Liu, Shaobin; Papanastassiou, D. A.; Ngo, H. H.; Glass, B. P. (The Meteoritical Society, 2006-01-01)
      Upper Eocene impact ejecta has been discovered all over the world. The number of upper Eocene impact layers and the geographic distribution of each layer, based on major chemical composition and biostratigraphic data, are not agreed upon. We have performed four Sr-Nd isotopic analyses of clinopyroxene-bearing spherules (cpx spherules) and three Sr-Nd analyses of microtektites from five Deep Sea Drilling Project/Ocean Drilling Program (DSDP/ODP) sites in the South Atlantic and Indian Oceans. Our data support the hypothesis that there is only one cpx spherule layer in upper Eocene sediments. We also find that the microtektites associated with the cpx spherule layer in the South Atlantic and Indian Oceans are not part of the North American tektite strewn field, but belong to the same event that produced the cpx spherules. The microtektites, together with cpx spherules, are more heterogeneous than microtektites/tektites from other strewn fields. No direct link has been established between the microtektites from this study and possible target rock at the Popigai crater.
    • Stellar nucleosynthetic contribution of extinct short-lived nuclei in the early solar system and the associated isotopic effects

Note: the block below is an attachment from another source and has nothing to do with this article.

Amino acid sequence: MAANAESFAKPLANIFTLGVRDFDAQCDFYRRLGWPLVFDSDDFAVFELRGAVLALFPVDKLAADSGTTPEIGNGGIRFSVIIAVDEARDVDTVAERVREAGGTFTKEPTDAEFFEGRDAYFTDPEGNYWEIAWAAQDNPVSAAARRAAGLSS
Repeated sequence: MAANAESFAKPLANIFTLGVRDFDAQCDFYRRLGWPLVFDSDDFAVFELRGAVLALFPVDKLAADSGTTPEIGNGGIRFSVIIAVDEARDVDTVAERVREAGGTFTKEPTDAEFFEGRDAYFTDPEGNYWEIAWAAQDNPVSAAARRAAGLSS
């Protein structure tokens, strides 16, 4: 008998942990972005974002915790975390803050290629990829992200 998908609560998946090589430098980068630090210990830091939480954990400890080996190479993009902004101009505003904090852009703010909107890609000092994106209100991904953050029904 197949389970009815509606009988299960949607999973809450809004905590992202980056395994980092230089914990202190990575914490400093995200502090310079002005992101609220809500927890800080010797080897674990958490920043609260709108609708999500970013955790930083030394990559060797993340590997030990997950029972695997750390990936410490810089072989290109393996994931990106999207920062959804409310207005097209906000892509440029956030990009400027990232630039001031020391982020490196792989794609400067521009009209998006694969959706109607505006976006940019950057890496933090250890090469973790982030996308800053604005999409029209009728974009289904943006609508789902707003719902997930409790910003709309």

Sahijpal, S.; Soni, P. (The Meteoritical Society, 2006-01-01)
      A wide range of stellar nucleosynthetic sources has been analyzed to derive their contributions of short-lived and stable nuclei to the presolar cloud. This detailed study is required to infer the most plausible source(s) of short-lived nuclei through a critical comparison among the various stellar sources that include AGB stars, novae, supernovae II, Ia, and Wolf-Rayet stars that evolved to supernovae Ib/c. In order to produce the canonical value of 26Al/27Al in the early solar system, almost all stellar sources except low-mass AGB stars imply large isotopic anomalies in Ca-Al-rich inclusions (CAIs). This is contrary to the observed isotopic compositions of CAIs. The discrepancy could impose stringent constraints on the formation and thermal evolution of CAIs from different chondrites. Among the various stellar scenarios, the injection of short-lived nuclei into the previously formed solar protoplanetary disc by a massive star of an ad hoc chosen high-injection mass cut is a possible scenario. There is a possibility of the contribution of short-lived nuclides by a 1.5-3 Mʘ AGB star as it implies the smallest shift in stable isotopes. A low-mass AGB star of relatively low metallicity would be even a better source of short-lived nuclei. However, this scenario would require independent gravitational collapse of the presolar cloud coupled with ambipolar diffusion of magnetic flux. Alternatively, numerous scenarios can be postulated that involve distant (greater than or equal to 10 pc) massive stars can contribute 60Fe to the presolar cloud and can trigger its gravitational collapse. These scenarios would require production of 26Al and 41Ca by irradiation in the early solar system. Significant production of 26Al and 60Fe can be explained if massive, rotating Wolf-Rayet stars that evolved to supernovae Ib/c were involved.